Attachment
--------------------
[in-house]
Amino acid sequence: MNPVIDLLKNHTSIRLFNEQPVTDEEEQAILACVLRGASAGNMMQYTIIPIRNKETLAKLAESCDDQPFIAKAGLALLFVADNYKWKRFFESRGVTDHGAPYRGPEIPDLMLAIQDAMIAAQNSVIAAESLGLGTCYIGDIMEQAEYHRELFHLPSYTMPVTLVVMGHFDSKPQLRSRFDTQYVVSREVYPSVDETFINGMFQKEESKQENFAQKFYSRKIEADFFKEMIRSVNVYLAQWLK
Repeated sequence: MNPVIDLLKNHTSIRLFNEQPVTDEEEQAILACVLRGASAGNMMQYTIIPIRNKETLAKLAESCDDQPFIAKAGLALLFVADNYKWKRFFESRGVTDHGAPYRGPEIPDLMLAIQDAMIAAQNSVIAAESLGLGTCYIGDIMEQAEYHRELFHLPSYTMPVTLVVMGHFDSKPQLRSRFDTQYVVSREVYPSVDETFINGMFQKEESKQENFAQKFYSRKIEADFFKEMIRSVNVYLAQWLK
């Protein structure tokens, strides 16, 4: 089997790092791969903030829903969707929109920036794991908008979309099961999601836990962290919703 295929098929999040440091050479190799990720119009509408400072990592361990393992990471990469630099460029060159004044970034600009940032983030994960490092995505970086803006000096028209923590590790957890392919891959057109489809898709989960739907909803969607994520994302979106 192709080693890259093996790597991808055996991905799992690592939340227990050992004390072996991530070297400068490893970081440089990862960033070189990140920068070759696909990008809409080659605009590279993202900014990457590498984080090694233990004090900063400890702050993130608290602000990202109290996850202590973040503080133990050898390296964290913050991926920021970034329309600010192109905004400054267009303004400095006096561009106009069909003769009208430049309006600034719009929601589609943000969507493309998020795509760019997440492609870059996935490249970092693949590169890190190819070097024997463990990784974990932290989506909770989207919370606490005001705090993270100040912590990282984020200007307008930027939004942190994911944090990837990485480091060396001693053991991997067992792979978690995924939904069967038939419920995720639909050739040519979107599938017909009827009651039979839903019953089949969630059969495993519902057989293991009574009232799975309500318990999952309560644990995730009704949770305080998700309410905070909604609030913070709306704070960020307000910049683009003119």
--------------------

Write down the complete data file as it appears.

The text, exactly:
[in-house]
Amino acid sequence: MNPVIDLLKNHTSIRLFNEQPVTDEEEQAILACVLRGASAGNMMQYTIIPIRNKETLAKLAESCDDQPFIAKAGLALLFVADNYKWKRFFESRGVTDHGAPYRGPEIPDLMLAIQDAMIAAQNSVIAAESLGLGTCYIGDIMEQAEYHRELFHLPSYTMPVTLVVMGHFDSKPQLRSRFDTQYVVSREVYPSVDETFINGMFQKEESKQENFAQKFYSRKIEADFFKEMIRSVNVYLAQWLK
Repeated sequence: MNPVIDLLKNHTSIRLFNEQPVTDEEEQAILACVLRGASAGNMMQYTIIPIRNKETLAKLAESCDDQPFIAKAGLALLFVADNYKWKRFFESRGVTDHGAPYRGPEIPDLMLAIQDAMIAAQNSVIAAESLGLGTCYIGDIMEQAEYHRELFHLPSYTMPVTLVVMGHFDSKPQLRSRFDTQYVVSREVYPSVDETFINGMFQKEESKQENFAQKFYSRKIEADFFKEMIRSVNVYLAQWLK
């Protein structure tokens, strides 16, 4: 089997790092791969903030829903969707929109920036794991908008979309099961999601836990962290919703 295929098929999040440091050479190799990720119009509408400072990592361990393992990471990469630099460029060159004044970034600009940032983030994960490092995505970086803006000096028209923590590790957890392919891959057109489809898709989960739907909803969607994520994302979106 192709080693890259093996790597991808055996991905799992690592939340227990050992004390072996991530070297400068490893970081440089990862960033070189990140920068070759696909990008809409080659605009590279993202900014990457590498984080090694233990004090900063400890702050993130608290602000990202109290996850202590973040503080133990050898390296964290913050991926920021970034329309600010192109905004400054267009303004400095006096561009106009069909003769009208430049309006600034719009929601589609943000969507493309998020795509760019997440492609870059996935490249970092693949590169890190190819070097024997463990990784974990932290989506909770989207919370606490005001705090993270100040912590990282984020200007307008930027939004942190994911944090990837990485480091060396001693053991991997067992792979978690995924939904069967038939419920995720639909050739040519979107599938017909009827009651039979839903019953089949969630059969495993519902057989293991009574009232799975309500318990999952309560644990995730009704949770305080998700309410905070909604609030913070709306704070960020307000910049683009003119």